The Looking Glass of Relationship

relationship-reflectionsSo much of life is about relationships. Even when we aren’t thinking about it we are totally immersed in relationship. You may go to the store to buy eggs all by yourself but in that act you are in no way alone. There are the store owners, the store workers, the truck drivers who bring in the eggs, the farmers who keep the chickens, the people who provide the chicken feed – heck, even the chickens! Heck, heck, even the worms that grow the food the chickens wind up eating!

Our whole existence really is about relationships. And the quality of our lives is HUGELY affected by the quality of our relationships. And here’s what’s really amazing, challenging and useful: Every feeling we have about our “out there” relationships reflects WHERE WE’RE At in RELATIONSHIP TO OURSELVES!

You know how sometimes that trip to the store for eggs is just great and maybe you even have a nice chat with the checker or another shopper? And then the next time the trip is a chore and everything seems delayed and you get irritated and cranky? Usually the differences in those experiences have way less to do with what’s going on at the grocery store than what’s going on inside of you!

Relationships with others mirror what we’re feeling about ourselves. Was the checker really that bad or were you preoccupied and worried about something that had nothing to do with eggs?

Nowhere is this more clear, and powerful, than in those relationships with family, friends, co-workers – anyone that really matters to us. And when those relationships are in difficulty the mirrors are the clearest and most informative.

I’ll give you a personal example. Recently I had a run in with a family member that bothered me for weeks. I asked for a personal favor and was turned down because this person thought I ought to be trying to handle the problem differently. I felt judged, rejected and embarrassed for being in a position to need to ask for help in the first place.

I was so uncomfortable about it all that I pulled back from the entire relationship and ran the events over and over in my mind. I was angry and hurt, and annoyed that I kept thinking about it! It’s said rejection leads to obsession and I was basically obsessing.

Finally, determined to let it go, I had a breakthrough. I realized the negative judgment hurt so much because I partially believed it about myself! I felt like a failure for needing to ask for help. I felt vulnerable. I felt rejected and disempowered. By focusing on what wasn’t working in my life instead of the 90% that was going great I had amped my own insecurity and critical self-judgment to such a point that I bought into the rejection from someone who didn’t even really know the situation. THE ONLY THING THAT GAVE THAT PERSON’S NEGATIVE OPINION ANY WEIGHT WAS MY OWN NEGATIVE OPINION ABOUT MYSELF!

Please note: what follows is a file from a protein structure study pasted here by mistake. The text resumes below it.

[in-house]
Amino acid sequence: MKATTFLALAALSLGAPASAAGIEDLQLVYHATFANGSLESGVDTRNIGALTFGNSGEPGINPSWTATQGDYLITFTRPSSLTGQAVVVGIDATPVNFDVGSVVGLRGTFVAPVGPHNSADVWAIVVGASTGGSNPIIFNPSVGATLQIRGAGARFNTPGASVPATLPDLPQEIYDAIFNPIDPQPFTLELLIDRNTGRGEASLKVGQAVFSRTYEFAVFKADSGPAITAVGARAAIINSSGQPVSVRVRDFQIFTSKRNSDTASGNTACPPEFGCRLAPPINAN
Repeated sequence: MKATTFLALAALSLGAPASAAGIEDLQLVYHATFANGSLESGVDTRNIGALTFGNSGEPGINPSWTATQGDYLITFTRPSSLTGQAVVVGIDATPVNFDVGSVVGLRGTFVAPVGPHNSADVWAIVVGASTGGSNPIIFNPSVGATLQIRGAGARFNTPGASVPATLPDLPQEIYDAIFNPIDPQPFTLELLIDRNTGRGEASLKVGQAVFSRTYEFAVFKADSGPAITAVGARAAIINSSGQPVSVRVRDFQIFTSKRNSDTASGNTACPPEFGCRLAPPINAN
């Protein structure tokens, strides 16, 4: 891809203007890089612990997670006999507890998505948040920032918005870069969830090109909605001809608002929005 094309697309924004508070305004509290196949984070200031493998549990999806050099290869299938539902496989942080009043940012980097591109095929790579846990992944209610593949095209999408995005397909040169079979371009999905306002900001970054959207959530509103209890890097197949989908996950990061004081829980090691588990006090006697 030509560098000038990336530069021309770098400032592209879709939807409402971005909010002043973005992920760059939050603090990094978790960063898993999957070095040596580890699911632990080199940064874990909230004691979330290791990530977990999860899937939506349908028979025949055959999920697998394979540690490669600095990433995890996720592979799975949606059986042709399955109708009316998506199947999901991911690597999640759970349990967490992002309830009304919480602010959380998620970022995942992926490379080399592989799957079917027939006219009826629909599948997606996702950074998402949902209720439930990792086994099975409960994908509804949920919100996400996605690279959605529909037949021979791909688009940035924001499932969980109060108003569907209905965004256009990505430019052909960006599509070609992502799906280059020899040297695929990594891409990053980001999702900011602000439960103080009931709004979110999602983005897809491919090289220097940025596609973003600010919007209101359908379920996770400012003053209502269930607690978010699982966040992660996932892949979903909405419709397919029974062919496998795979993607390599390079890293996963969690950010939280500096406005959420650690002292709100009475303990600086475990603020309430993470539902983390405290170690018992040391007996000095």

I am now hugely grateful for this outer relationship irritation and discomfort because it helped me better understand and improve my self-relationship – and, at the end of the day NOTHING has a bigger impact on our lives than that. If there is anything I know for sure, it’s that NOTHING HAS A GREATER IMPACT ON OUR HAPPINESS or torment, our hope or despair, our success of failure than our true, deep beliefs about, and how we interact with, our Selves (Capital “S” intended).

There’s a story about how a man named Akkosa was hurling terrible insults and criticism at the Buddha. Buddha was unmoved by the barrage of nastiness and calmly asked, “You know how people sometimes give gifts?” Akkosa snapped that yes of course he did. Then Buddha calmly asked, “If the person doesn’t accept that gift who does it belong to then?” “Well, it still belongs to the giver of course!”, Akkosa snorted. Buddha then replied, “Well, I do not accept the insults and abuse you have tried to give me today, so who really owns them?”

AND NO ONE CAN MAKE US FEEL ANY CERTAIN WAY.      Only we choose how we will feel about the other person’s action or reaction to us. Even that oh-so-awful feeling of rejection is something we choose to take on or not. Taking responsibility for our feelings takes back our power.

Glass mirrors reflect our outer appearance. RELATIONSHIPS REFLECT OUR VIEWS ABOUT OURSELVES. Only we have the power to decide how we see, feel about and project those reflections.

Cylvia Hayes

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